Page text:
Government Protests In Sri Lanka Explained

In July, 2022 Sri Lankan President Gotabaya Rajapaksa fled the country without resigning. Rajapaksa reportedly planned to step down after a prolonged period of social and political unrest in the country. Those demonstrations included an invasion of Rajapaksa's home and presidential offices only a few days prior to Rajapaksa's departure, according to reporting from Foreign Policy. In the aftermath, the vacancy left by President Rajapaksa was filled by Sri Lankan Prime Minister Ranil Wickremesinghe.

Per the Sri Lankan constitution, the prime minister assumes power should the president become ill or otherwise unable to fulfill their duty, according to CNN. Enraged by high inflation, soaring gas prices, and widespread shortages, Sri Lankan demonstrators — dubbed "Aragalaya," or "struggle" in Sri Lanka's most-common language, Sinhala (per Britannica) — demanded that Wickremesinghe also step down and be replaced by a new form of government. With no resignations forthcoming, the social and political upheaval in the country only worsened, as CNN goes on to report.

The current Sri Lankan crisis took shape one year earlier

As the Qatar Embassy in Colombo, the Sri Lankan capital city, explains on their website, Sri Lanka is ostensibly a democratic republic. It has a unitary state or a strong central government that blends aspects of the U.K.-style parliamentary system with presidential powers similar to the U.S. Though many pressures of the civic and social unrest which boiled over in mid-summer 2022 had been building for some time, the roots of the current anti-government uprising in Sri Lanka largely began one year earlier, according to Foreign Policy.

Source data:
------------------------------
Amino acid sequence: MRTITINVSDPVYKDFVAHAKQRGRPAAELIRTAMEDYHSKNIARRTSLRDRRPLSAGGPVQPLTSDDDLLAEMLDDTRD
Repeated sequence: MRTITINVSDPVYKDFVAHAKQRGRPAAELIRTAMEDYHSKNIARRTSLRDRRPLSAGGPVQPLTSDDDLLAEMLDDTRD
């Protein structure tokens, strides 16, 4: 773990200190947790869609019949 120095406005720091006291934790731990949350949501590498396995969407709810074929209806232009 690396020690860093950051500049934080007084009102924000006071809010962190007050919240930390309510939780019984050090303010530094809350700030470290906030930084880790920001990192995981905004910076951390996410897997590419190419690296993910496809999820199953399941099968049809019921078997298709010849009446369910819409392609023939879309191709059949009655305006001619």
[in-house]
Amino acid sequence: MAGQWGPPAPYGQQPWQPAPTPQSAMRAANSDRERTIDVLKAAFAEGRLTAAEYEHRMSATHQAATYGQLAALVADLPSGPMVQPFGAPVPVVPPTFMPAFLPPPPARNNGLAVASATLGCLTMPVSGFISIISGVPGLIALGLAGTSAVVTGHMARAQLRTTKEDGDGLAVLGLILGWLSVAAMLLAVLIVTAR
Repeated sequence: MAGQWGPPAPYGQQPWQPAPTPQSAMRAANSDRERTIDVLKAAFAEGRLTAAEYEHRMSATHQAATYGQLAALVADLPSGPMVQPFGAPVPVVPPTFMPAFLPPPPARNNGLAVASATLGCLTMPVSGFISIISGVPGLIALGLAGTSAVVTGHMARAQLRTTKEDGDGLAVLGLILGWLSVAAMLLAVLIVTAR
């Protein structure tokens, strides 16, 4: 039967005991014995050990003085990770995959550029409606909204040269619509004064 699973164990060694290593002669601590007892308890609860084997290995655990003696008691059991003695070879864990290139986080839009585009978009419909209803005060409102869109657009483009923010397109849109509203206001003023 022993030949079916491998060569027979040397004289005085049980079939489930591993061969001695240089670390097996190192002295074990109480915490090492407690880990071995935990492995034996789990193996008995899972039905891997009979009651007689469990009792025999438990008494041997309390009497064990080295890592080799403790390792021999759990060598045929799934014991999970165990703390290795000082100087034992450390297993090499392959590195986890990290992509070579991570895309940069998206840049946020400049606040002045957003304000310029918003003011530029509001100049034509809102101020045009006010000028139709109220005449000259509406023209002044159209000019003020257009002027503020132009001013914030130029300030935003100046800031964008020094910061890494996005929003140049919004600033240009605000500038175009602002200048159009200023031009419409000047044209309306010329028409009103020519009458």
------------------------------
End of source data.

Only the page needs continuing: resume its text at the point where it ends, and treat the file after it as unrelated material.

It was then that a coalition of Sri Lankan farmers and trade unions took a stand against proposed cuts in government farm subsidies and a ban on imported fertilizer. Those policies would threaten crop yields, in the view of the demonstrators. At that point, the rich multi-ethnic and religious fabric of Sri Lankan society was already strained by poverty, high inflation, and food shortages, worsened by a COVID-19 pandemic-caused dip in tourism. At that point, though, the Sri Lankan government managed to mostly tamp down the uprising, as Reuters reports.

In spring, 2022, the Sri Lankan uprising took on new urgency

Sparks of the massive Sri Lankan unrest lay mostly dormant one year later, when a group Sri Lankan dissidents sought to renew the movement, as Reuters notes. Few of the social and economic demands from Sri Lankan protestors were satisfied, though the controversial ban on foreign fertilizer had been reversed in response to pushback. With all-time high gas prices influenced in no small part by the Russian invasion of Ukraine, among other factors, as well as paralyzing government debt and foreign currency shortages, the Sri Lankan government turned to the International Monetary Fund (IMF) for a bailout.

Per those talks, the IMF would also allow Sri Lanka to restructure their debt, among other types of relief. As of this report, those Sri Lankan negotiations with the IMF were ongoing, according to another Reuters report. All combined, the current Sri Lankan anti-government movement found new footing  throughout late spring and early summer of 2022, as new factions gathered strength through combinations of in-person and online recruitment, as further reporting from Reuters explains. Layered on top of other economic and social issues were burdensome power cuts. The demands of this renewed uprising was a complete overthrow of Sri Lanka's government. By May, 2022 the movement had made some progress.

Sri Lankan President Gotabaya Rajapaksa's brother, Mahinda, was prime minister